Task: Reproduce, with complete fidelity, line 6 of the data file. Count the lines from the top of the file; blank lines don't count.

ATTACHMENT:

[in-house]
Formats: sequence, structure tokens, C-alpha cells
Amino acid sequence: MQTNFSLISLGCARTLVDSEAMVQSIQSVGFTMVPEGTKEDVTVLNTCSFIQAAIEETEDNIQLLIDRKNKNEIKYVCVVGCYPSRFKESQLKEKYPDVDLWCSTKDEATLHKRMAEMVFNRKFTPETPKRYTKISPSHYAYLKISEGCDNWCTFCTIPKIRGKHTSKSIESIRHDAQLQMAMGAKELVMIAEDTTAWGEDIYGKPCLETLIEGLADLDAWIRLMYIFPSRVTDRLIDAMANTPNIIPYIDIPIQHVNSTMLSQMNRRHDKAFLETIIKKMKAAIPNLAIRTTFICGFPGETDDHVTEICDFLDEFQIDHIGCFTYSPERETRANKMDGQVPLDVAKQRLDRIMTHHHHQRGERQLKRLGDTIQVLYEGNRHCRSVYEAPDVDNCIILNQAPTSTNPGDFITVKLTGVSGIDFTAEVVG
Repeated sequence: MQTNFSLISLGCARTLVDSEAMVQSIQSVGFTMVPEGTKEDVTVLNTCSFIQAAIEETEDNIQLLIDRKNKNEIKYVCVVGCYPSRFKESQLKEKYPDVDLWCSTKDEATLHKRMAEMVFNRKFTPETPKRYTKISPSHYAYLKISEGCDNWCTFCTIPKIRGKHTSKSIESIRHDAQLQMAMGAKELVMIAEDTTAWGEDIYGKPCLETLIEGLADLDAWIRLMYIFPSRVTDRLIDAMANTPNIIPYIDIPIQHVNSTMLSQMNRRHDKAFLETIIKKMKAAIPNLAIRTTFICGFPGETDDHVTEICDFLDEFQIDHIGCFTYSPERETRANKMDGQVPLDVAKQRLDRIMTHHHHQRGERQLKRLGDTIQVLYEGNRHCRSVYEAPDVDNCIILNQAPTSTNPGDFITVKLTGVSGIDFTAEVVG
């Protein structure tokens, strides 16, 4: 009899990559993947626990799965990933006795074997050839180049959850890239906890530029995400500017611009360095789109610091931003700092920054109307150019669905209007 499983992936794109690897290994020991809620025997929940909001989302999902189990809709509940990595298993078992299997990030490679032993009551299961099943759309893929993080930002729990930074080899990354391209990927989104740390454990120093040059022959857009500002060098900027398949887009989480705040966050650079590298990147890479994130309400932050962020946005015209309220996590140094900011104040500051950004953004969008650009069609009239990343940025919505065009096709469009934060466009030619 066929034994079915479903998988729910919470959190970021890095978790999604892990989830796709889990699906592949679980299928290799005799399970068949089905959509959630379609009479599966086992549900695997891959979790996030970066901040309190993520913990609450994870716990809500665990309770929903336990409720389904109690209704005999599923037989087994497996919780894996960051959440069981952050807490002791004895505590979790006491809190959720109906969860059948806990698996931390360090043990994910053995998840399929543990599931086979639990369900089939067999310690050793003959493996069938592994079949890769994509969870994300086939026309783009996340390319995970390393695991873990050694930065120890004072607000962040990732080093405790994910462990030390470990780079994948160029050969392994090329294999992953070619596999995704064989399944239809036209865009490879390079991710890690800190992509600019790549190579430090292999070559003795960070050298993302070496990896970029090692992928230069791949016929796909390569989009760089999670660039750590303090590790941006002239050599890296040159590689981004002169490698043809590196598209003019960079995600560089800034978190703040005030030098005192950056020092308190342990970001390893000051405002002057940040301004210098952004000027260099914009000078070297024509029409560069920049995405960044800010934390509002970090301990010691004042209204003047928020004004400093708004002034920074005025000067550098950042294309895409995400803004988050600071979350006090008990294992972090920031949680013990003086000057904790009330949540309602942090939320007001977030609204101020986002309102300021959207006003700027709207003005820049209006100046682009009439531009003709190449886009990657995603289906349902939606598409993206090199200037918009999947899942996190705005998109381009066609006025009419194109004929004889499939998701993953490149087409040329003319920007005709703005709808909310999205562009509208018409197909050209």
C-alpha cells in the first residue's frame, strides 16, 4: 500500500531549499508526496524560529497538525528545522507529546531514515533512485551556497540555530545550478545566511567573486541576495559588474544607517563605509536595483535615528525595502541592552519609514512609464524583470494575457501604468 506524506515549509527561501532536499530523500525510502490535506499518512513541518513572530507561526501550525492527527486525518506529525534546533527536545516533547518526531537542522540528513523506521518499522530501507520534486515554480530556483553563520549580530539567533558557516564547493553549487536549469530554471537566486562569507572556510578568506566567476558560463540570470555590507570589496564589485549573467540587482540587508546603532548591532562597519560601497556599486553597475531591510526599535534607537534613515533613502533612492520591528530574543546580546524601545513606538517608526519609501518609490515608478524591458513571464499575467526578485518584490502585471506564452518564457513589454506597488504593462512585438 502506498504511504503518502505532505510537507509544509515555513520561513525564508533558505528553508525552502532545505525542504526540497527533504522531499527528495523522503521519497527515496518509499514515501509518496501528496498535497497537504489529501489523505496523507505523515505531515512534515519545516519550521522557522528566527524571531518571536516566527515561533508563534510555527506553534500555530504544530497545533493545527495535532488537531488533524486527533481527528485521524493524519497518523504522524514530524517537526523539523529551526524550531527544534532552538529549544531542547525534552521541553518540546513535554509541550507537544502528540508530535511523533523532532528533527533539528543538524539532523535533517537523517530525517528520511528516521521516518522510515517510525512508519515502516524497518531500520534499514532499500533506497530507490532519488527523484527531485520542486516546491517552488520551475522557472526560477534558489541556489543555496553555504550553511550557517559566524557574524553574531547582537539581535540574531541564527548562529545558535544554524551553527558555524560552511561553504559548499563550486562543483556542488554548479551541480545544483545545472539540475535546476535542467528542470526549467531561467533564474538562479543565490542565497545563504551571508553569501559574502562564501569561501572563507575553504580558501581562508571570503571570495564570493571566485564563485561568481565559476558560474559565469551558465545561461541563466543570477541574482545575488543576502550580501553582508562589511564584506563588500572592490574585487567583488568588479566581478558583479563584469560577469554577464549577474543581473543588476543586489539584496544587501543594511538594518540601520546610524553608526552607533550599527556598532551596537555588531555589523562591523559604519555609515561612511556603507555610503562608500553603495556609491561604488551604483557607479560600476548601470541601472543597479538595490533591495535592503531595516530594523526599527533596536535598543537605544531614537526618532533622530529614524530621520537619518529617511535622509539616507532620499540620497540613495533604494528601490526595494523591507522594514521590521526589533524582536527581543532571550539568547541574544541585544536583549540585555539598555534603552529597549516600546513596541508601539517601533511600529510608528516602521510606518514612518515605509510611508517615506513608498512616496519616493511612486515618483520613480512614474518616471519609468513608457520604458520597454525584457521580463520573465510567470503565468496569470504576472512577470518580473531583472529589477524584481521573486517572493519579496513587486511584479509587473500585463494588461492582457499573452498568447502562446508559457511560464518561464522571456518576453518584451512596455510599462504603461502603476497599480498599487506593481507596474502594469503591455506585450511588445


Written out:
C-alpha cells in the first residue's frame, strides 16, 4: 500500500531549499508526496524560529497538525528545522507529546531514515533512485551556497540555530545550478545566511567573486541576495559588474544607517563605509536595483535615528525595502541592552519609514512609464524583470494575457501604468 506524506515549509527561501532536499530523500525510502490535506499518512513541518513572530507561526501550525492527527486525518506529525534546533527536545516533547518526531537542522540528513523506521518499522530501507520534486515554480530556483553563520549580530539567533558557516564547493553549487536549469530554471537566486562569507572556510578568506566567476558560463540570470555590507570589496564589485549573467540587482540587508546603532548591532562597519560601497556599486553597475531591510526599535534607537534613515533613502533612492520591528530574543546580546524601545513606538517608526519609501518609490515608478524591458513571464499575467526578485518584490502585471506564452518564457513589454506597488504593462512585438 502506498504511504503518502505532505510537507509544509515555513520561513525564508533558505528553508525552502532545505525542504526540497527533504522531499527528495523522503521519497527515496518509499514515501509518496501528496498535497497537504489529501489523505496523507505523515505531515512534515519545516519550521522557522528566527524571531518571536516566527515561533508563534510555527506553534500555530504544530497545533493545527495535532488537531488533524486527533481527528485521524493524519497518523504522524514530524517537526523539523529551526524550531527544534532552538529549544531542547525534552521541553518540546513535554509541550507537544502528540508530535511523533523532532528533527533539528543538524539532523535533517537523517530525517528520511528516521521516518522510515517510525512508519515502516524497518531500520534499514532499500533506497530507490532519488527523484527531485520542486516546491517552488520551475522557472526560477534558489541556489543555496553555504550553511550557517559566524557574524553574531547582537539581535540574531541564527548562529545558535544554524551553527558555524560552511561553504559548499563550486562543483556542488554548479551541480545544483545545472539540475535546476535542467528542470526549467531561467533564474538562479543565490542565497545563504551571508553569501559574502562564501569561501572563507575553504580558501581562508571570503571570495564570493571566485564563485561568481565559476558560474559565469551558465545561461541563466543570477541574482545575488543576502550580501553582508562589511564584506563588500572592490574585487567583488568588479566581478558583479563584469560577469554577464549577474543581473543588476543586489539584496544587501543594511538594518540601520546610524553608526552607533550599527556598532551596537555588531555589523562591523559604519555609515561612511556603507555610503562608500553603495556609491561604488551604483557607479560600476548601470541601472543597479538595490533591495535592503531595516530594523526599527533596536535598543537605544531614537526618532533622530529614524530621520537619518529617511535622509539616507532620499540620497540613495533604494528601490526595494523591507522594514521590521526589533524582536527581543532571550539568547541574544541585544536583549540585555539598555534603552529597549516600546513596541508601539517601533511600529510608528516602521510606518514612518515605509510611508517615506513608498512616496519616493511612486515618483520613480512614474518616471519609468513608457520604458520597454525584457521580463520573465510567470503565468496569470504576472512577470518580473531583472529589477524584481521573486517572493519579496513587486511584479509587473500585463494588461492582457499573452498568447502562446508559457511560464518561464522571456518576453518584451512596455510599462504603461502603476497599480498599487506593481507596474502594469503591455506585450511588445